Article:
SCARBOROUGH — Voters approved the School Department’s $48.5 million school budget Tuesday by 98 votes, 2,966 to 2,868.

The margin of less than 2 percent wasn’t surprising, given the turmoil that has recently engulfed the schools – including the recall of three School Board members and calls for the superintendent’s resignation – and the town’s history of rejecting the school budget.

Last year, it took three referendums before the budget was adopted by voters in September. In 2015, residents defeated it twice; it took two attempts in 2012, and three in 2013.

At the polls Tuesday, resident Rachel Hendrickson said she voted in favor of the fiscal 2019 budget because it’s a smart investment in Scarborough’s children. 

Conversely, Leslie Fitzpatrick, who voted absentee, said she voted against the budget because of its 3 percent tax increase. If she wants to retire in Scarborough, she said, she won’t be able to afford to stay if there’s a similar uptick each year. 

The total tax impact, factoring in the $34 million town budget as well as commercial and residential revaluation, is expected to be 1.4 percent. That means owners of a home valued at $300,000 will pay $5,019 in taxes, or $72 more than this year, according to Town Manager Thomas Hall. 

Superintendent Julie Kukenberger said in an email early Wednesday morning that administrators are thankful the community voted to support the budget, students and staff.

She added the board has worked to improve communication with the community about the budget.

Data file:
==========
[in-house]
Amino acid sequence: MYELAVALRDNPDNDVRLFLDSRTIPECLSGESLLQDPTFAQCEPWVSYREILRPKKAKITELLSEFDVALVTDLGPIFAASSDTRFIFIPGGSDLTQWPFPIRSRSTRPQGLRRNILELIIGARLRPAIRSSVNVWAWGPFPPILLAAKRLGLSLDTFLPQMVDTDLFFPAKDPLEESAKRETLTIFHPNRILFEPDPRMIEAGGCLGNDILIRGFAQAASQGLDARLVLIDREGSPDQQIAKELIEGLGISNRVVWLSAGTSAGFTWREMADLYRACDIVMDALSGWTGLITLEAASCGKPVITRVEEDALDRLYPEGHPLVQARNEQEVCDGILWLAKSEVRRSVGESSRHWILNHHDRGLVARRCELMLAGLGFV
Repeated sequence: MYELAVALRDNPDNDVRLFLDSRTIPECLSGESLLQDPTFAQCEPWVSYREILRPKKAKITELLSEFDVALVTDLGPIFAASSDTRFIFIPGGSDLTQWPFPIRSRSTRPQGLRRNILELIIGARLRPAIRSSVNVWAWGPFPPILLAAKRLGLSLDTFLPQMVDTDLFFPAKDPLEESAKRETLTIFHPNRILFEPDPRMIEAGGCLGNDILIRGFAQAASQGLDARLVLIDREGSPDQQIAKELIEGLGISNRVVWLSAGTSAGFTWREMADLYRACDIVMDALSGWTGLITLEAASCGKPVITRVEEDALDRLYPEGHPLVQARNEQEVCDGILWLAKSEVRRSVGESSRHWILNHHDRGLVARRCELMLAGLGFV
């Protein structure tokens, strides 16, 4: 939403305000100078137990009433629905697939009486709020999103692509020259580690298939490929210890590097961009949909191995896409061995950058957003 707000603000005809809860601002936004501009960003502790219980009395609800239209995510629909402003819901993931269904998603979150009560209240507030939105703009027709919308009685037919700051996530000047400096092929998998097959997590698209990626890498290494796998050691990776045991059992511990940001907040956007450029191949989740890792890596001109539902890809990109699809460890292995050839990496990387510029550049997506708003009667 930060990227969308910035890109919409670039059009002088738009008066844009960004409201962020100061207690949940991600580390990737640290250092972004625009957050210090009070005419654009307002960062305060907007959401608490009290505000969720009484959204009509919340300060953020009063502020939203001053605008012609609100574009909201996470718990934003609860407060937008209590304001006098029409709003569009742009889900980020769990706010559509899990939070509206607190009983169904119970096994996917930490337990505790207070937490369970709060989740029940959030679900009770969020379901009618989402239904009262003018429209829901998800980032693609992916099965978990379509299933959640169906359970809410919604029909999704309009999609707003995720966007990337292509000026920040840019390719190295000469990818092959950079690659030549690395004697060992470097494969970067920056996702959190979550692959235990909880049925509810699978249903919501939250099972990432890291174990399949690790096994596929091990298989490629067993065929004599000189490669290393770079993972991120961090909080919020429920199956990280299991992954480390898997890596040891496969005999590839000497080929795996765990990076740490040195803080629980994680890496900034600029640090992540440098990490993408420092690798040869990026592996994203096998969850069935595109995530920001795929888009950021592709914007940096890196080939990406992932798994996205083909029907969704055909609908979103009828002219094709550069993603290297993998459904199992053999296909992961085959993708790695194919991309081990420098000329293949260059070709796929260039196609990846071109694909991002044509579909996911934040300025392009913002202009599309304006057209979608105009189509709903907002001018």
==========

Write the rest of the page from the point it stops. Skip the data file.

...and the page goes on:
“Scarborough is an amazing community with much to be grateful for and appreciate. We value the support of our community and are committed to being excellent stewards of their tax dollars as we work to serve all of our students,” Kukenberger said.  
Resident Steve Hanly, a vocal critic of the budget, said Wednesday via email 
the group opposing the budget, called SMARTaxes, “was obviously disappointed by the apparent approval of the school budget yesterday.  In particular we were disappointed that the budget failed to achieve the Town Council’s own goal of a less than 3 percent tax rate increase prior to the impact of the commercial property revaluation.”
Hanly said he hopes town officials will review the vote tabulation, given the margin of fewer than 100 votes that decided the outcome. 
The net budget of $44.9 million seeks an additional $2.5 million in taxes next year, a nearly 6 percent increase, although the increase in expenditures is only 2.9 percent. Kukenberger in April said it covers only essential services.

The budget is driven by the needs of students who require individualized programming and services – an increase of $375,000 – as well as an additional kindergarten teacher at Pleasant Hill School due to an enrollment increase – a cost of $75,000 – and an increase in salaries and benefits for staff.

Kukenberger said those salaries and benefits account for 74 percent of the budget.

Rising costs for health care that came in late in the budget process forced the board to decide how to absorb an additional $41,000. To offset the cost without raising more money, the board voted May 29 to defer replacing administration laptop computers and some kitchen equipment and to reduce a technology equipment account.

Reductions in the budget include two teaching positions at the middle school, as well as a position at Wentworth Intermediate School, all due to declining enrollment.

The superintendent said some services would be expanded, including introducing foreign languages to fifth-graders and expanding general music education to the eighth grade.

Juliette Laaka can be reached at 781-3661 ext. 106 or at j[email protected] Follow her on Twitter @JulietteLaaka. 

Voters gather outside Scarborough High School on Election Day, Tuesday, June 12.

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